Public hygiene is of the utmost importance, especially during the coronavirus pandemic, and enabling access to toilets safely is vital. Closed toilets may disproportionately impact certain groups who for health reasons rely on access to public toilets to leave their homes.

Government has made clear through COVID-19 guidance that public toilets, portable toilets and toilets inside premises should be kept open and carefully managed to reduce the risk of transmission of COVID-19.

The guidance outlines measures such as signs to promote good hygiene, providing suitable handwashing and hand drying facilities, and increasing frequency of cleaning facilities.

The Minister for Regional Growth and Local Government and the Minister for Environment recently wrote to local authorities urging them to reopen public toilets. The letter also highlighted the disproportionate impact closed toilets may have on certain groups who for health reasons rely on access to public toilets to be able to leave their homes.

19th Jun 2020
To ask the Secretary of State for Housing, Communities and Local Government, what guidance his Department has provided for the (a) letting and (b) management of houses in multiple occupation in the private rented sector.

The Government has produced a raft of guidance on the letting and management of houses in multiple occupation (HMOs).

Christopher Pincher
Minister of State (Housing, Communities and Local Government)
18th Jun 2020
To ask the Secretary of State for Housing, Communities and Local Government, what discussions his Department has had with (a) borough and (b) county councils on support for residents affected by the June 2020 floods.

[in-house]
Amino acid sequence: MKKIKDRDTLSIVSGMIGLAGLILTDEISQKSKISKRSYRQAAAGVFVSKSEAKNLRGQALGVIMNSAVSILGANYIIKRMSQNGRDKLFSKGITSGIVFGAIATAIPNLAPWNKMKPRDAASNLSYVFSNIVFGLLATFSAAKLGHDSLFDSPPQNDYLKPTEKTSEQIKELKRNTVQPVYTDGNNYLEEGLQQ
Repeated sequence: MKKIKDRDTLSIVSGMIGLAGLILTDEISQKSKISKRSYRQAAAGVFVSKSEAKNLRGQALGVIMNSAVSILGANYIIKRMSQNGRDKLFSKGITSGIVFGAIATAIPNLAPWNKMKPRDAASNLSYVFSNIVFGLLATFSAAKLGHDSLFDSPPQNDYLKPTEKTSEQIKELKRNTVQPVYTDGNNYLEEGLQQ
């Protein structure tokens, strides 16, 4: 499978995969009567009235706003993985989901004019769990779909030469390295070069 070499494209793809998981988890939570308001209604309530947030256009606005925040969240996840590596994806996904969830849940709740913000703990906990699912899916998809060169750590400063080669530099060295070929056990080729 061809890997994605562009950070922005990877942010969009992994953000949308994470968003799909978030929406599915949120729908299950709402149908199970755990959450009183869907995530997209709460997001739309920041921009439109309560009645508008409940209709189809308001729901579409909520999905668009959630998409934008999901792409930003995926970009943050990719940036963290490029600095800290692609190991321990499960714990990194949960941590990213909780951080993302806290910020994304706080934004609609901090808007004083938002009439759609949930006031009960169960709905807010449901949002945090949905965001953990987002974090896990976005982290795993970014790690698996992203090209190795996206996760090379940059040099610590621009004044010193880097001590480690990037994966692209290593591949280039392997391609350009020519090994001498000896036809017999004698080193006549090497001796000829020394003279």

Flooding, wherever it occurs, can very distressing for local communities and the Government has every sympathy for those affected. To date, my Department has not been approached by any local authority impacted by recent flash flooding incidents. Where such localised incidents do occur, local authorities are expected to have in place well established contingency arrangements to respond to them and to support any recovery efforts.

Luke Hall
Minister of State (Housing, Communities and Local Government)
4th Jun 2020
To ask the Secretary of State for Justice, when he plans to enable marriages to take place as the covid-19 lockdown restrictions are lifted.

We understand the frustration couples planning a wedding must be feeling, and as with all coronavirus restrictions we will look to ease them as soon as it is safe to do so.

Alex Chalk
Assistant Whip
4th Jun 2020
To ask the Secretary of State for Justice, what plans he has to bring forward legislative proposals to introduce a criminal offence of deliberately infecting a person with covid-19.

The Government has no plans to introduce a specific criminal offence as offences already exist which cover such circumstances.

Threatening to infect someone with covid-19 can be charged as an assault and where a direct causal link can be established between one person’s unlawful act and another person contracting the virus then other more serious offences can be charged.

Each case needs to be considered on its own specific facts.

Chris Philp
Parliamentary Under-Secretary (Home Office)
2nd Jun 2020
To ask the Secretary of State for Justice, whether legislative proposals are required to amend the law to enable weddings, including death-bed weddings, to take place during the covid-19 outbreak.